The LMITO will be enjoyed straight after individuals lodge their income tax returns for the above years.

Income Tax Cuts via Rate and Threshold ChangesThe following changes are slated for future income years:

  • From 1 July 2022, an increase to the top threshold of the 19% personal income tax bracket from$41,000 to $45,000.
  • From 1 July 2022, an increase in the low income tax offset (LITO) from $645 to $700.

Medicare Levy Low Income Thresholds increased for 2018/2019 – The 2018/2019 Medicare levy low-income threshold for singles will be increased to $22,398 (up from $21,980 for 2017/2018). For couples with no children, the family income threshold will be increased to $37,794 (up from $37,089 for 2017/2018). The additional amount of threshold for each dependent child or student will be increased to $3,471 (up from $3,406). For single seniors and pensioners eligible for the SAPTO, the Medicare levy low-income threshold will be increased to $35,418 (up from $34,758 for 2017-18). The family threshold for seniors and pensioners will be increased to $49,304 (up from $48,385), plus $3,471 for each dependent child or student.


Removal of Work Test for Certain Taxpayers – The current superannuation work test will be removed for people aged 65 and 66 from 1 July 2020. This will enable an estimated 55,000 individuals to make concessional and non-concessional voluntary superannuation contributions even if they are not working. Under current rules, they can only make voluntary contributions if they meet the work test, which requires that they work a minimum of 40 hours over a 30-day period.

Extending Eligibility for the Bring-Forward Cap – From 1 July 2020, access to the bring-forward cap will be extended from taxpayers aged less than 65 years of age to those aged 65 and 66. This will enable these taxpayers to make up to three years’ worth of non-concessional contributions, capped at $100,000 a year, to superannuation in a single year (but no further contributions for that current or two subsequent financial years).

Increase to Age Limit for Spouse Contributions – The age limit for spouse contributions will increase from 69 to 75 from 1 July 2020. This provides taxpayers with a greater ability to contribute on behalf of their spouse and, in doing so, provide for their retirement and potentially access a tax offset of up to $540 if their spouse is a low-income earner.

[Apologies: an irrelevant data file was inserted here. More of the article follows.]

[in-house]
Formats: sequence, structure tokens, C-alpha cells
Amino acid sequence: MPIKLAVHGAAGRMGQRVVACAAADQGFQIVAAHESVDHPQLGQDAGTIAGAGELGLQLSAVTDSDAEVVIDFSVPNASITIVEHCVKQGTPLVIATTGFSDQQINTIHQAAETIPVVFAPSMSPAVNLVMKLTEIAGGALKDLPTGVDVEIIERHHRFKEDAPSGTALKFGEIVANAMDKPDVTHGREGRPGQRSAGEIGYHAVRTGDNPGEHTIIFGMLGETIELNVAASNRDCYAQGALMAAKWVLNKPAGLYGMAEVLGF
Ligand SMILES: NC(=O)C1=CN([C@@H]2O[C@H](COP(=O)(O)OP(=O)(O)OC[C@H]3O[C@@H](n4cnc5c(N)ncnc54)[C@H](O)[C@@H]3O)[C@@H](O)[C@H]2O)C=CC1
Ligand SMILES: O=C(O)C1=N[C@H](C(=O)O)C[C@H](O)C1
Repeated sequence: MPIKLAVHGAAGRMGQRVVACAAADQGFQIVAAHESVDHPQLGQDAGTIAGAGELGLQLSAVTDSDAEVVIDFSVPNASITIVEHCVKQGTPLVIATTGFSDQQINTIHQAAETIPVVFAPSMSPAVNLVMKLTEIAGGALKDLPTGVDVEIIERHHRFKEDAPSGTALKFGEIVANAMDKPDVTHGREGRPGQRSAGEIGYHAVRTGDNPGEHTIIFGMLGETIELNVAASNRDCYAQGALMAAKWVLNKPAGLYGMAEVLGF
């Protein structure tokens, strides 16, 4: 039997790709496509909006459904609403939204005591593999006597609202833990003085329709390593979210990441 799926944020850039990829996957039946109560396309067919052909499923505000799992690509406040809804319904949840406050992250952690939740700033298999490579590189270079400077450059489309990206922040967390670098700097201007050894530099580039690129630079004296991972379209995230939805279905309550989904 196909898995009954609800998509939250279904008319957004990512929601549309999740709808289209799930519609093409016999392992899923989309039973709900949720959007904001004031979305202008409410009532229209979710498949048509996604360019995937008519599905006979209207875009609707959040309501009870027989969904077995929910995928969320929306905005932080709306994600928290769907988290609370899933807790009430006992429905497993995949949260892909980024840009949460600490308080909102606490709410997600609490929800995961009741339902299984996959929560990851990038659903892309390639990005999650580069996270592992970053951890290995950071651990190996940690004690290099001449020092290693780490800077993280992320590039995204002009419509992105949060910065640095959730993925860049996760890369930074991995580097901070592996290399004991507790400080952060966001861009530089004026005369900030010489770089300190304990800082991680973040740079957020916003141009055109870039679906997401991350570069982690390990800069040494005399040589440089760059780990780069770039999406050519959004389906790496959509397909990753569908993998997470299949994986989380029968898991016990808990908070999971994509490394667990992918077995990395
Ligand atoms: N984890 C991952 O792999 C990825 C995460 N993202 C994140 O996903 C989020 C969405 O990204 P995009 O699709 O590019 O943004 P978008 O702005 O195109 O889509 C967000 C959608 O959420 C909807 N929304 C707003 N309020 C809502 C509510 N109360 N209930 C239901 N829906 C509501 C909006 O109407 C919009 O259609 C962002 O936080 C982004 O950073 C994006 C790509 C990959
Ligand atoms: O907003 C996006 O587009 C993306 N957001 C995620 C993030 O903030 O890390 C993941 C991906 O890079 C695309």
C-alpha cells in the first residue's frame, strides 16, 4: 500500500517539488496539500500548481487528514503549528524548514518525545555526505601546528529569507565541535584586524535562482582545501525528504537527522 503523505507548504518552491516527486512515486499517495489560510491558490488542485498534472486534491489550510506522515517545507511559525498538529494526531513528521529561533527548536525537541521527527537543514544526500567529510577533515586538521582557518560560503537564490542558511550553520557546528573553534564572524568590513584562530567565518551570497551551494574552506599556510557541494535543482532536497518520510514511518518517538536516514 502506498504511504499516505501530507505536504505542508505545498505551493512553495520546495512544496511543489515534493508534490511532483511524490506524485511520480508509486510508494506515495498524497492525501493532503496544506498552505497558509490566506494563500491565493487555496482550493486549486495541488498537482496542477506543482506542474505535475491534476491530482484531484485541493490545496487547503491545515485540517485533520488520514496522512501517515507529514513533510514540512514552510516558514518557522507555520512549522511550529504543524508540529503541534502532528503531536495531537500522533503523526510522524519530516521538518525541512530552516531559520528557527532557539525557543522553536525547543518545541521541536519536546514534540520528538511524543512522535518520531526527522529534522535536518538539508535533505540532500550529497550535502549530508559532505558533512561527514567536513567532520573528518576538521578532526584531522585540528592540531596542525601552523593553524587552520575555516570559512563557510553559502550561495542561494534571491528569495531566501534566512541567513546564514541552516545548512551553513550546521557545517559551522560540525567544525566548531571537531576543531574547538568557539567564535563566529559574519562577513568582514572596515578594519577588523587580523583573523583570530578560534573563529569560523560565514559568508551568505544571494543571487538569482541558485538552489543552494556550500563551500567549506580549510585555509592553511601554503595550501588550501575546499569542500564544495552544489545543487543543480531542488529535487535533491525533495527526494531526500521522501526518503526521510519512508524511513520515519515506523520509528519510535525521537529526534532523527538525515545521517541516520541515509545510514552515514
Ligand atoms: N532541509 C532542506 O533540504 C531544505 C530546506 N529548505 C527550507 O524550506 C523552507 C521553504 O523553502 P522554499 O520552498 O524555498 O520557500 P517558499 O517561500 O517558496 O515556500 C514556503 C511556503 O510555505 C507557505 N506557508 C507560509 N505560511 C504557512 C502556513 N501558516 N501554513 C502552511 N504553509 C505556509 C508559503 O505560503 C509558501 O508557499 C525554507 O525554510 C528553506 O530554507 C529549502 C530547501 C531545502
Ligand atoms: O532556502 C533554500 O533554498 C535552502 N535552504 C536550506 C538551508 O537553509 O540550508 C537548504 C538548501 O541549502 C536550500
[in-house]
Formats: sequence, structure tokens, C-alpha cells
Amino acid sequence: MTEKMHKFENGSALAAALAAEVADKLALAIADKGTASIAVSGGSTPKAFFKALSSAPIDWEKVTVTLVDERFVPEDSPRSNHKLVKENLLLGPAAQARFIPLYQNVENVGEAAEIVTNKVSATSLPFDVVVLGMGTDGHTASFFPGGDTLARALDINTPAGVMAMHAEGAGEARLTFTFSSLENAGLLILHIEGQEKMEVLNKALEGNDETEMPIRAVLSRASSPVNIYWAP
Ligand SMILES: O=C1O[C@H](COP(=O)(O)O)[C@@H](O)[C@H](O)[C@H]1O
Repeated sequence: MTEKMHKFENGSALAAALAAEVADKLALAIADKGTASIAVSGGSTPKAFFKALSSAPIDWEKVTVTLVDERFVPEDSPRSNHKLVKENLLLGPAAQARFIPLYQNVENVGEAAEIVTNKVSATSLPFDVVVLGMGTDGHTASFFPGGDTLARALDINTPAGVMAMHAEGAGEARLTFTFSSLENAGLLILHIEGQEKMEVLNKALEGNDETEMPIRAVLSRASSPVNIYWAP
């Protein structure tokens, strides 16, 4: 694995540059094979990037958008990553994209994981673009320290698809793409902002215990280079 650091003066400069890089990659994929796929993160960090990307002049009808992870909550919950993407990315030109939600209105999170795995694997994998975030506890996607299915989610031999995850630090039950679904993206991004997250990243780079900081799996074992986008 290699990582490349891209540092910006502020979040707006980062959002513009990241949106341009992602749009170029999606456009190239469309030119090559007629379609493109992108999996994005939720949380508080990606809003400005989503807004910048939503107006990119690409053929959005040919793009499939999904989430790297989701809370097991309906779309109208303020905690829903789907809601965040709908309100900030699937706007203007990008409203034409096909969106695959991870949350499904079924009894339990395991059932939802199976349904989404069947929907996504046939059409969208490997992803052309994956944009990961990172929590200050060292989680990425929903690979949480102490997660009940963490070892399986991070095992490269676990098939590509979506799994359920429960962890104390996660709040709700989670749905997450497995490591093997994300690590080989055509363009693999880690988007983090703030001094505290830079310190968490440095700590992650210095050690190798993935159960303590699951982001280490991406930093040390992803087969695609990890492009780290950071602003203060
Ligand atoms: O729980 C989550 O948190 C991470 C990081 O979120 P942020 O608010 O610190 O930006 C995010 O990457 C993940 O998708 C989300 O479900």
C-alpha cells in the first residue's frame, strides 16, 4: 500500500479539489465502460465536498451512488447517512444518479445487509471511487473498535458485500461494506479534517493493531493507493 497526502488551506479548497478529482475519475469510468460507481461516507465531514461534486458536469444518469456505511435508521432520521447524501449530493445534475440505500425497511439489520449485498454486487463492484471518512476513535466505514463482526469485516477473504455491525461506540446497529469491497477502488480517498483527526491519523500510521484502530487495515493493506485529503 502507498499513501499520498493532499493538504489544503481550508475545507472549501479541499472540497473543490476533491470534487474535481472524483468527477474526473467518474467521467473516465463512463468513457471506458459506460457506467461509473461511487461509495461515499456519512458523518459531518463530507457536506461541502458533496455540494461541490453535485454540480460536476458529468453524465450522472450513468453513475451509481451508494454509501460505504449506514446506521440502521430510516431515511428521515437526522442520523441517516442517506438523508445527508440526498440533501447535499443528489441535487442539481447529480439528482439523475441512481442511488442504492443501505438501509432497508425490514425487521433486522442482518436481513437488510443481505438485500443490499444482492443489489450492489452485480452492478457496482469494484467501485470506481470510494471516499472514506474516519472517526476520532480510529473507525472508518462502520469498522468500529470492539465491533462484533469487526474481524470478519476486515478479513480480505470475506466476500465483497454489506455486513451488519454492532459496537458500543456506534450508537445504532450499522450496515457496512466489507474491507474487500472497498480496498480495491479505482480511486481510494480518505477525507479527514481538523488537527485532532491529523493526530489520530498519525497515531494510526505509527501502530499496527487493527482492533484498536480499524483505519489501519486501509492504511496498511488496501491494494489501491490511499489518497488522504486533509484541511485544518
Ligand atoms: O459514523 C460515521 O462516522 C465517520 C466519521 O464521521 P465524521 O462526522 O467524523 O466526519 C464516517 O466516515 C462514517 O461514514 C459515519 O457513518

Reduce Red Tape for Super Funds – From 1 July 2020, it is proposed that the Government will allow superannuation funds that have both an accumulation and retirement interests during an income year to choose their preferred method of calculating exempt current pension income (ECPI). There is also a proposal to remove a redundant requirement for superannuation funds that are 100% in pension phase for all of the income year to acquire an actuarial certificate when calculating ECPI using the proportionate method.

Delayed Start Date for Super Insurance Opt-In RuleThe Government confirmed that it will delay the start date by three months to 1 October 2019 for ensuring insurance within superannuation is only offered on an opt-in basis in respect of members with accounts with balances of less than $6,000 and new accounts belonging to members under age 25.


In good news for the business community, the Budget papers forecast that the economy will grow at 2.25% in 2018/2019 (current financial year), despite a very subdued first half of the year. Economic growth will then jump to 2.75% in 2019/2020. To provide some historical context, average annual economic growth in Australia has been 3.47% from 1960 to 2017.

If you have any question on how these measures may impact you or your business, please contact your PT Partners Advisor on (07) 3808 4499.

Josh McMullen is a senior tax writer at PT Partners.